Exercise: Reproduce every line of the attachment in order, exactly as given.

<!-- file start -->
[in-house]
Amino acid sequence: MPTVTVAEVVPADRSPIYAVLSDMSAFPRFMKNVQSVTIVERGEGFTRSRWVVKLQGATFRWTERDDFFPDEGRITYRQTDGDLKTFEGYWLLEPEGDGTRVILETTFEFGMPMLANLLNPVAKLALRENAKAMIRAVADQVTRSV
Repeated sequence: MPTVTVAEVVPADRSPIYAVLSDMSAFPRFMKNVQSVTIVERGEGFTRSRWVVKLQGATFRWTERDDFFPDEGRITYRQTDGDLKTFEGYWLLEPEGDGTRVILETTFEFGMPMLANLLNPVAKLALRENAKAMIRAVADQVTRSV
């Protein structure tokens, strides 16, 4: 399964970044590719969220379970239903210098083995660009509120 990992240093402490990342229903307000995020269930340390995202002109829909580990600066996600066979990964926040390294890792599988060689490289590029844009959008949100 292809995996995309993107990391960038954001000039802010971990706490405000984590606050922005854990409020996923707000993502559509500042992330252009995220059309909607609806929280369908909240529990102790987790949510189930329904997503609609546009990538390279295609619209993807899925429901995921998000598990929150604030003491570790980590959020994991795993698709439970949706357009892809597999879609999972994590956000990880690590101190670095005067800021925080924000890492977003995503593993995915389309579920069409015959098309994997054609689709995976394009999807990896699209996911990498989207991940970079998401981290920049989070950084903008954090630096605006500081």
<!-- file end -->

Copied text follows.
[in-house]
Amino acid sequence: MPTVTVAEVVPADRSPIYAVLSDMSAFPRFMKNVQSVTIVERGEGFTRSRWVVKLQGATFRWTERDDFFPDEGRITYRQTDGDLKTFEGYWLLEPEGDGTRVILETTFEFGMPMLANLLNPVAKLALRENAKAMIRAVADQVTRSV
Repeated sequence: MPTVTVAEVVPADRSPIYAVLSDMSAFPRFMKNVQSVTIVERGEGFTRSRWVVKLQGATFRWTERDDFFPDEGRITYRQTDGDLKTFEGYWLLEPEGDGTRVILETTFEFGMPMLANLLNPVAKLALRENAKAMIRAVADQVTRSV
């Protein structure tokens, strides 16, 4: 399964970044590719969220379970239903210098083995660009509120 990992240093402490990342229903307000995020269930340390995202002109829909580990600066996600066979990964926040390294890792599988060689490289590029844009959008949100 292809995996995309993107990391960038954001000039802010971990706490405000984590606050922005854990409020996923707000993502559509500042992330252009995220059309909607609806929280369908909240529990102790987790949510189930329904997503609609546009990538390279295609619209993807899925429901995921998000598990929150604030003491570790980590959020994991795993698709439970949706357009892809597999879609999972994590956000990880690590101190670095005067800021925080924000890492977003995503593993995915389309579920069409015959098309994997054609689709995976394009999807990896699209996911990498989207991940970079998401981290920049989070950084903008954090630096605006500081």